I took this manager on a couple of years ago. He’s very good, but of course they take it out of my hands. I’ve been used to sort of doing things myself. He tells me whether it’s going to be a good move or not. Its sounds sort of big business but it’s just the way it is. I know that every time I have mouthed-off, I get my hand slapped, I get lawsuits chucked on me – I’m a bit of a dinosaur in this age. I think people like me – they just wish that we’d fuck off somewhere. Unfortunately, I’m a child of the ‘80s and I’ve been around, obviously. I’ve been getting into trouble with my mouth too much. Every time I put a song out… It’s funny, people like the idea that you’re an anti-band and that you’re against people – as long as you don’t say anything against them: ‘You’re fine saying what you like about people, but don’t talk about me.’

Of course, now every time I write something about somebody, it upsets somebody. Because of the internet now, it goes instantly around the world, you know. Twenty years ago we’d just laugh at stuff like this. Now you say, ‘fucking’ and they can’t have a fucking laugh about it.

Anto Nowhere League 02

100% ROCK: Oh, it’s ridiculous. You can’t even make a fucking joke anymore. I’m 50 in three months, so I know exactly how you feel.

Nick: Yeah, well I’ve got my 60th birthday coming up next month.

100% ROCK: Oh, you’re 60! Wow, I didn’t realise!

Nick: Oh mate, I’m fucking old. We should all be in the ground mate, instead of still being an old fucking punk rocker. We put the release date of the new album on my birthday. And we’re having a big party here in my hometown. They still can’t handle us, the people around here, even knowing me, even though I’m a respectable citizen now.

100% ROCK: Well just one week ago was the 36th anniversary of your first gig, wasn’t it? 31st of March?

Nick: It could have been. It could well have been.

100% ROCK: Well that’s what Wikipedia said, we fucking don’t know how honest Wikipedia is, though… but the dates add up…

Nick: I’ve looked through [Wikipedia] a couple of times and thought, “where the fuck did they get that from?” I don’t know… most of the stuff written about me is bollocks, I don’t really read much of it. Sometimes it’s perfect bollocks, sometimes it’s just shit bollocks. I think we had our first gig in 1980.

I don’t know where, what or how that lines up with what they’re saying. This is … because it’s my 60th birthday, three anniversaries: it’s the 40th year of punk [in England], of course this year – it’s a big year in the UK for Punk. That’s why we put this new album out so it coincides with the conjunction of events of 2016. It’s a good year for punk music and for Anti-Nowhere League. Hopefully, if I don’t get banged up in prison ‘cos of my book, it’ll be good for me too.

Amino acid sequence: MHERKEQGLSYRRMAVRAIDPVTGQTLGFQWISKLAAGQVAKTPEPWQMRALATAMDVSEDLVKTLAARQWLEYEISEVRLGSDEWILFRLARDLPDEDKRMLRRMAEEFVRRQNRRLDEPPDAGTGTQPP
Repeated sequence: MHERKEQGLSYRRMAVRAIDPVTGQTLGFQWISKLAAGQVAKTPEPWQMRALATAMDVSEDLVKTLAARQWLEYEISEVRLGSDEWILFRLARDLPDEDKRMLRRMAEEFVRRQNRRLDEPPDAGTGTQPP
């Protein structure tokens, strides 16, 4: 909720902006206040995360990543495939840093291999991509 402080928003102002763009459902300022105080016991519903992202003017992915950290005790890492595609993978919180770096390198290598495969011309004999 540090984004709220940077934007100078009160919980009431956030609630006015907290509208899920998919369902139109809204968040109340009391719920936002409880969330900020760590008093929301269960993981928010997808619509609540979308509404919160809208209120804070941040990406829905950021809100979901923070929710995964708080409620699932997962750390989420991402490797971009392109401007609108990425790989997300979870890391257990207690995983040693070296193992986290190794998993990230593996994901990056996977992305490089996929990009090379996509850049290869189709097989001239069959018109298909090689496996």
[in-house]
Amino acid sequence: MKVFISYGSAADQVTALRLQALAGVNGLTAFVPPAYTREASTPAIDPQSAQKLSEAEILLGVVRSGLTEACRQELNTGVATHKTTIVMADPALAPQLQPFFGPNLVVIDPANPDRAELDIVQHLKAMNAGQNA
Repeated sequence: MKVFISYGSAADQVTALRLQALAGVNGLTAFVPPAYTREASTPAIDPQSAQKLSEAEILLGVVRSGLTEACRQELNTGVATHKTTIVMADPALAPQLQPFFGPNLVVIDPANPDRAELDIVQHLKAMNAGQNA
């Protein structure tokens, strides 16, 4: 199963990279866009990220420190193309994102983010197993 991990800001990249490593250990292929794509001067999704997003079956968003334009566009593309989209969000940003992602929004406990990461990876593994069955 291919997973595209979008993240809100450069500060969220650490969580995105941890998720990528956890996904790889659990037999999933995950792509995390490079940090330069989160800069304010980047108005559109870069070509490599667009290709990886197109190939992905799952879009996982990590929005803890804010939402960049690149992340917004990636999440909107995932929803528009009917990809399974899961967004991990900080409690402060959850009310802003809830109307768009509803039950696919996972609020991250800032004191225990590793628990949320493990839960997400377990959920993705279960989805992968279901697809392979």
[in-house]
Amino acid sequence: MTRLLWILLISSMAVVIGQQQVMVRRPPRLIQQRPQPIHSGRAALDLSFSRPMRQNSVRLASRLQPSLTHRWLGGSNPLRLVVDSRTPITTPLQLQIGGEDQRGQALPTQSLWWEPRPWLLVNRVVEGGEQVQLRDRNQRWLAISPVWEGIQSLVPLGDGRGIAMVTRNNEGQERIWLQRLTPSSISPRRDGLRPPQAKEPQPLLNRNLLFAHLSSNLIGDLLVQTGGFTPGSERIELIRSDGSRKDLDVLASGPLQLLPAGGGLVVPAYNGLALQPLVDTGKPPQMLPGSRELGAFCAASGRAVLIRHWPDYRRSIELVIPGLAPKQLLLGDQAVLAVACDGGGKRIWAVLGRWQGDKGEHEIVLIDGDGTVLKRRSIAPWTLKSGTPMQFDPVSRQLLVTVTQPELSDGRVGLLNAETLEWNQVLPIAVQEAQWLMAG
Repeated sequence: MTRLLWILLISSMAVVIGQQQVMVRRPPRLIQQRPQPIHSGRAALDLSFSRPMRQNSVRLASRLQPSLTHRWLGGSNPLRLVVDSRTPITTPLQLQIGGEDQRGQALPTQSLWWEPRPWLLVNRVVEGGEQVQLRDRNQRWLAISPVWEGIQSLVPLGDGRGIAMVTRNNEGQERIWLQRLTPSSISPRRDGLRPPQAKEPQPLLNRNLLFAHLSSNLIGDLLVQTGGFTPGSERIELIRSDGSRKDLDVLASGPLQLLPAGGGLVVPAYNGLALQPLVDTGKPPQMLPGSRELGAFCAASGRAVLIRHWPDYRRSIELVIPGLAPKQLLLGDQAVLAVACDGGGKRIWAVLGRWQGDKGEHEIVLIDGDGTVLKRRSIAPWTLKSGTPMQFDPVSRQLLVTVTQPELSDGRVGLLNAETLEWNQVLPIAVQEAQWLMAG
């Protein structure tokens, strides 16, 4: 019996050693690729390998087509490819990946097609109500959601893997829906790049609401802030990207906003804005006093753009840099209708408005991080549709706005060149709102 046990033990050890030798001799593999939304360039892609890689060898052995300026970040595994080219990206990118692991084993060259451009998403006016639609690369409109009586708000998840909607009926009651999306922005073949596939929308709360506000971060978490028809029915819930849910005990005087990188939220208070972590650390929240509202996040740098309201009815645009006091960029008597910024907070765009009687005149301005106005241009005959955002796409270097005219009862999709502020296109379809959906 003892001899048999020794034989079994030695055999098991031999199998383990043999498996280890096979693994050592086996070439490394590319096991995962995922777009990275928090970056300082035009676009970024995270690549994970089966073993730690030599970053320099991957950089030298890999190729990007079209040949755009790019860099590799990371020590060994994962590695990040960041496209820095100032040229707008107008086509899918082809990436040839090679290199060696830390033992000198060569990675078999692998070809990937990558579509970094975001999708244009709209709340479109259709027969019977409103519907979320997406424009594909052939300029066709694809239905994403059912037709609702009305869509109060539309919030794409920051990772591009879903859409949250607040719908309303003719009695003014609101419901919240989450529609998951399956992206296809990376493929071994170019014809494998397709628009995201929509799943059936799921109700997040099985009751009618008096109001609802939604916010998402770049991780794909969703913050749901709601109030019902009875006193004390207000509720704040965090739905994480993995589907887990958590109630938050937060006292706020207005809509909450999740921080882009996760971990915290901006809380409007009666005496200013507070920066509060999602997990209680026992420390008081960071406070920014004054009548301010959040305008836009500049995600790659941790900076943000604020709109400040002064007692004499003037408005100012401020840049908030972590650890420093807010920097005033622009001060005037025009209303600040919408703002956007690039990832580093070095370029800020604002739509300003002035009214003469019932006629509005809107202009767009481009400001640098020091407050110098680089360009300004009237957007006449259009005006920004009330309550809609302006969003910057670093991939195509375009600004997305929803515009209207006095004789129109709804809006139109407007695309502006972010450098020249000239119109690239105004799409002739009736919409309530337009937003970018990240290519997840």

100% ROCK: Well, I tell you what, I’ll drop a few questions that you’ll probably cover in your book and I’ll hope to read about them shortly. Let’s talk about this 40th anniversary of Punk. I read Viva La Rock Magazine recently, and I saw your name splattered all over these gig festival line-ups celebrating the 40th anniversary and everything. How much of an impact did that first wave of punk have on you personally?

Nick: It’s funny because, as you know I came from a different [background]… I approached punk music from a different road and I can’t really say – all I know is that punk rock music did affect me. Whether I was looking for something to affect me, because as you said earlier about being in the bike gangs and stuff, I just… I was the youngest member of the bike gangs and my club name was Old Nick – being the devil – because I was the young pup of the gang. I knew I was looking for something, and then obviously when I first came back from Canada, and went to the clubhouse and they were playing all the punk rock music on the jukebox in the clubhouse – it did affect me. I went – wow – you know, ‘fucking hell!’

People do say that some types of music really do affect you: this is honestly true. Up until then, I was just shaking me head around to Lynyrd Skynyrd and stuff, Meatloaf, possibly. You get drunk, throw yourself about: that was all that music meant to me. But then all of a sudden – wow – there was The Stranglers and The Clash… I thought, ‘wow, that did something for me.’ For me personally, punk music was a vehicle to get out of the road I was going – back to prison, if you know what I mean. It affected me. But musically, I don’t know… it’s like trying to ask a plumber why he does plumbing, or why an electrician is an electrician – why I write songs, I don’t know.

I didn’t CHOOSE to write songs, I just found that I COULD write songs. And I found it a bit like blood-letting, I could actually sit and write. While I was at school I was fucking useless at writing anything, you know. I used to be a rebellious kid, every time the teachers wanted something I was like, ‘you? what do you know? I know everything!’ I was that sort of a kid, I thought I knew everything. To actually sit down and write anything was an impossibility, but obviously when punk came along to actually put a pen to paper and sort of sit down and go, ‘wow, fuck me, I wrote that’… and actually put it to music… it just happened.